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[GSoC] Take migration in Salt virt module to the next level



Hello again libvirt community!

This summer, I once again worked on a GSoC project with libvirt. This time, the goal of my project was to improve the libvirt integration with SaltStack and, in particular, the support for VM migration.

SaltStack is an incredibly valuable tool that helps with automation and infrastructure management. This is accomplished with master/minion topology where a master acts as a central control bus for the clients (minions), and the minions connect back to the master. The Salt virt module provides support for core cloud operations such as VM lifecycle management, including VM migration, by allowing minions to connect with libvirt virtualization host.

The Salt virt.migrate interface allows users to migrate a VM from one host to another. However, the implementation of this function used to be based on the virsh command-line tool (instead of the libvirt Python API bindings), which had resulted in an increased code complexity (e.g., string concatenation, invoking Popen.subprocess, etc) and had a limited number of migration options exposed to users.

My project was roughly separated into three phases. The aim of the first phase was to improve the test coverage of the virt module by increasing the number of integration tests (i.e., before applying any major code changes). However, SaltStack is designed to run on different platforms, and it has been extended over the years to support many applications and tools. Consequently, the SaltStack test suite has grown in complexity and number of dependencies as well. As a result, not all of them (e.g., libvirt and qemu) are available in the Jenkins CI environment. In addition, our goal was to only be able to effectively test VM lifecycle management features (start, destroy, list, etc.) but also to test VM migration. To achieve this we packaged libvirt, qemu, and all required SaltStack minion dependencies in a container image that allows us to spawn multiple virtualization host instances on a single machine (with low virtualization overhead).

In the second phase of the project, now with a test environment in place, we were able to refactor the virt.migrate implementation to utilize the Python bindings of libvirt and add support for additional migration options (described in the “What's new?” section below).

The third phase was primarily focused on refining the set patches, resolving merge conflicts with upstream changes or other related PRs. One of the major challenges was to revisit the set of tests to make them compatible with pytest as well to collaborate with the SaltStack community to ensure that all proposed changes will be easy to maintain in the future.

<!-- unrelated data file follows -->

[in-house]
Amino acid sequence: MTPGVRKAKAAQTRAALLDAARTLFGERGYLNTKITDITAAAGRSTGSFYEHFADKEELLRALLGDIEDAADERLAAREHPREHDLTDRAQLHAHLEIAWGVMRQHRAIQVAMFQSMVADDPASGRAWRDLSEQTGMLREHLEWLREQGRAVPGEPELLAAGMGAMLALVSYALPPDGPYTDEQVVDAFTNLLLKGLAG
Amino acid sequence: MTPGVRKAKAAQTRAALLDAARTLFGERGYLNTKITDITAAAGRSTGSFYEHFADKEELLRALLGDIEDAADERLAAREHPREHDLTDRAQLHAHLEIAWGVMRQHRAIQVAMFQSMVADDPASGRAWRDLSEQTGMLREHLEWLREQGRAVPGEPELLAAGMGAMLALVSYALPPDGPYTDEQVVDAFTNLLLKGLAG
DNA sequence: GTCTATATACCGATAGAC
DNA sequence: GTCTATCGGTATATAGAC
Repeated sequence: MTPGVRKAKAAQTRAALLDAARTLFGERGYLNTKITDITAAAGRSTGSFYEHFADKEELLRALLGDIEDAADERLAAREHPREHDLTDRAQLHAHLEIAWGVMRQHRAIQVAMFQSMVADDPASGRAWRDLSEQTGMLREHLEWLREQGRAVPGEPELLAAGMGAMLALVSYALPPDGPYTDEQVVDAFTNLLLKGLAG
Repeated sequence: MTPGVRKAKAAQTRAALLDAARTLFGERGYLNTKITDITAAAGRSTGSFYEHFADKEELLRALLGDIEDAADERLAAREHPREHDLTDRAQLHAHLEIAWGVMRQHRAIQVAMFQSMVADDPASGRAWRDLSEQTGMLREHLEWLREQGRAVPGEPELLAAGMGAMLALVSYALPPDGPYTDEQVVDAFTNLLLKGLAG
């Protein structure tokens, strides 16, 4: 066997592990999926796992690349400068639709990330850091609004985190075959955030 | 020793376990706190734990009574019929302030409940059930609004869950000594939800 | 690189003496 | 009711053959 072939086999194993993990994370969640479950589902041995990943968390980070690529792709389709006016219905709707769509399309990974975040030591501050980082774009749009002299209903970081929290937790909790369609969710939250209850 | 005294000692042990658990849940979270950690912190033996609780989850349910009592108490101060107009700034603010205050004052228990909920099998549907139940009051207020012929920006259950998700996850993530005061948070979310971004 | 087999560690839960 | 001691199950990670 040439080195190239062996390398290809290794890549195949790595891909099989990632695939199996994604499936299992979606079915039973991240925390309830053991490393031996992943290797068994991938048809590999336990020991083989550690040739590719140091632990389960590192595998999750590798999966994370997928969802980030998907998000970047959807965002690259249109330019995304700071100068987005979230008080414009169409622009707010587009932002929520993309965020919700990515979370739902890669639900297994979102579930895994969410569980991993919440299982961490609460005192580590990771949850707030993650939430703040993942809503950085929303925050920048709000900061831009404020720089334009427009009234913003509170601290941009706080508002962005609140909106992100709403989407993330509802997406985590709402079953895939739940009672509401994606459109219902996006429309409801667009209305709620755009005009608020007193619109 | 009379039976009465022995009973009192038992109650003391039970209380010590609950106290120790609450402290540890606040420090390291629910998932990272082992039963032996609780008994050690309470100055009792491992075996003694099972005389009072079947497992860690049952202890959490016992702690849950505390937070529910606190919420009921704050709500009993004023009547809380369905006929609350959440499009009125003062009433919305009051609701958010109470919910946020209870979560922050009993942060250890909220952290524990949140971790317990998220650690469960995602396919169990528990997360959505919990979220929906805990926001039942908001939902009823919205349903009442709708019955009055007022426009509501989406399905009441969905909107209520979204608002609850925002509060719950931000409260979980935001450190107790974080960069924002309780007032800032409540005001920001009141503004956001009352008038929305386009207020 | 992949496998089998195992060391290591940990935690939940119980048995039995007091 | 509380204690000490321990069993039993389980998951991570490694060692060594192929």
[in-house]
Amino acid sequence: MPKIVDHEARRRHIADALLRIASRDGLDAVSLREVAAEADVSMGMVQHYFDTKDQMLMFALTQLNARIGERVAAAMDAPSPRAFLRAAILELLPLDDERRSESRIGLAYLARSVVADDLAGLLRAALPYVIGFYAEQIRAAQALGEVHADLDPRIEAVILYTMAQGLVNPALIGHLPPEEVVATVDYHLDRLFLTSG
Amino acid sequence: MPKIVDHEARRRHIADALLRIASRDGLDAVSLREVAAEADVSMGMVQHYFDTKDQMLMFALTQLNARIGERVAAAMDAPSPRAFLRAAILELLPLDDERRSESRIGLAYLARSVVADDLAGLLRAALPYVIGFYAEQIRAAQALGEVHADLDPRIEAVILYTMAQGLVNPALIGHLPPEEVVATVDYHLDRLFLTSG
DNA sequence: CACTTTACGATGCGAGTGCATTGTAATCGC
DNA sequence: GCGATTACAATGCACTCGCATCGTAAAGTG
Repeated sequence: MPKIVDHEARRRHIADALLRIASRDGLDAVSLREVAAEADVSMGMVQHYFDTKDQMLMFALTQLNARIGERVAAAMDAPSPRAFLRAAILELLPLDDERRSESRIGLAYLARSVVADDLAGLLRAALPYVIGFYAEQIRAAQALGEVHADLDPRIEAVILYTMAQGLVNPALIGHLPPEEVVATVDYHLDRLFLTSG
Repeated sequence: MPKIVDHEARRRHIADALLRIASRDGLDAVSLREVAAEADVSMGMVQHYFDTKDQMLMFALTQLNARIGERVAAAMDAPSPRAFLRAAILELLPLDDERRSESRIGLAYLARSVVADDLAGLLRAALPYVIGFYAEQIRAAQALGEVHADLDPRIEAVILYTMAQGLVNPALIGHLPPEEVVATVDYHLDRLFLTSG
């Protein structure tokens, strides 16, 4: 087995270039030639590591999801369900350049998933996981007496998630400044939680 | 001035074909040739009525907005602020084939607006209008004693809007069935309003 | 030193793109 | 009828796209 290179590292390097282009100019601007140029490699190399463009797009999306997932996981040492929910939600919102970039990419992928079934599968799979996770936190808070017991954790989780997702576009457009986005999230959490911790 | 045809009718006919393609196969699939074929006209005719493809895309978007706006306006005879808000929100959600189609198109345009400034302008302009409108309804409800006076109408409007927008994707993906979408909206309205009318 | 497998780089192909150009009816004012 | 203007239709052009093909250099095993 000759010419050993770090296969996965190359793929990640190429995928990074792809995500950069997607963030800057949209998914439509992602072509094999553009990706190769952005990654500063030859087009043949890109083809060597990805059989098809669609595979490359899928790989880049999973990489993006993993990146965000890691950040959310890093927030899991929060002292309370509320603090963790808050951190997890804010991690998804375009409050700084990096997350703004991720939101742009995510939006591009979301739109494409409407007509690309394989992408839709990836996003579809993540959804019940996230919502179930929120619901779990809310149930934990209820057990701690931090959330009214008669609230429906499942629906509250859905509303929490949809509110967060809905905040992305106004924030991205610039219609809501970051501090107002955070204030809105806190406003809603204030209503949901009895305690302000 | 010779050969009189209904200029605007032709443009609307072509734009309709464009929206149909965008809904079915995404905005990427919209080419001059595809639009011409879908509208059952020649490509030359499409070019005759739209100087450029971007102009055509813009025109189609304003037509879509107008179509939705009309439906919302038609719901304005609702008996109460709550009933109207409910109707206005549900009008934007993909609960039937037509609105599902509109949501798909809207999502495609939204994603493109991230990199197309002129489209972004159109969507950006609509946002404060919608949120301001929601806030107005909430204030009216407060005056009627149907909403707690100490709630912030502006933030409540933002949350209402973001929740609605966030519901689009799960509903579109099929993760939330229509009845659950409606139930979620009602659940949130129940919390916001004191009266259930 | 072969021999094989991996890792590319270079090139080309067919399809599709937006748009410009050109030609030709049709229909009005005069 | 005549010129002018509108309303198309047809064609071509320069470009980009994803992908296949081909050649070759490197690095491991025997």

Contributions
============
Although the development work was done in several iterations, with code reviews on regular basis, the final result was consolidated in a single GitHub pull request: https://github.com/saltstack/salt/pull/57947


What’s new?
===========

https://docs.saltstack.com/en/master/ref/modules/all/salt.modules.virt.html#salt.modules.virt.migrate

The virt.migrate interface of SaltStack has been extended to support target URI format:
$ salt src virt.migrate guest qemu+ssh://dst/system
$ salt src virt.migrate guest qemu+tcp://dst/system
$ salt src virt.migrate guest qemu+tls://dst/system

with preserved backward compatibility:
$ salt src virt.migrate guest dst
$ salt src virt.migrate guest dst True

Support for the following migration options was introduced:

Disable live migration
$ salt src virt.migrate guest qemu+ssh://dst/system live=False

Leave the migrated VM transient on destination host
$ salt src virt.migrate guest qemu+ssh://dst/system persistent=False

Leave the domain defined on the source host
$ salt src virt.migrate guest qemu+ssh://dst/system undefinesource=False

Offline migration
$ salt src virt.migrate guest qemu+ssh://dst/system offline=False

Set maximum bandwidth (in MiB/s)
$ salt src virt.migrate guest qemu+tls://dst/system max_bandwidth=10

Set maximum tolerable downtime for live-migration (i.e. a number of milliseconds the VM is allowed to be down at the end of live migration)
$ salt src virt.migrate guest qemu+tls://dst/system max_downtime=100

Set a number of parallel network connections for live migration
$ salt src virt.migrate guest qemu+tls://dst/system parallel_connections=10

Live migration with enabled compression
$ salt src virt.migrate guest qemu+tls://dst/system \
compressed=True \
comp_methods=mt \
comp_mt_level=5 \
comp_mt_threads=4 \
comp_mt_dthreads=4

$ salt src virt.migrate guest qemu+tls://dst/system \
compressed=True \
comp_methods=xbzrle \
comp_xbzrle_cache=1024

Migrate non-shared storage
(Full disk copy)
$ salt src virt.migrate guest qemu+tls://dst/system copy_storage=all

(Incremental copy)
$ salt src virt.migrate guest qemu+tls://dst/system copy_storage=inc

Using post-copy migration
$ salt src virt.migrate guest qemu+tls://dst/system postcopy=True
$ salt src virt.migrate_start_postcopy guest

Using post-copy migration with bandwidth limit (MiB/s)
$ salt src virt.migrate guest qemu+tls://dst/system \
postcopy=True \
postcopy_bandwidth=1
$ salt src virt.migrate_start_postcopy guest


Acknowledgments
===============
I would like to sincerely thank all those who provided me with their time, assistance, and guidance during the course of this project, for which I am enormously grateful.

I would like to thank Cedric Bosdonnat (cbosdo), Pedro Algarvio (s0undt3ch), Wayne Werner (waynew), Charles McMarrow (cmcmarrow) and Daniel Wozniak (dwoz) who offered a huge amount of support, expertise, guidance and code reviews.

I would also like to thank Michal Privoznik (mprivozn), Martin Kletzander (mkletzan) and the rest of the libvirt and SaltStack communities who have been extremely supportive.


Best wishes,
Radostin


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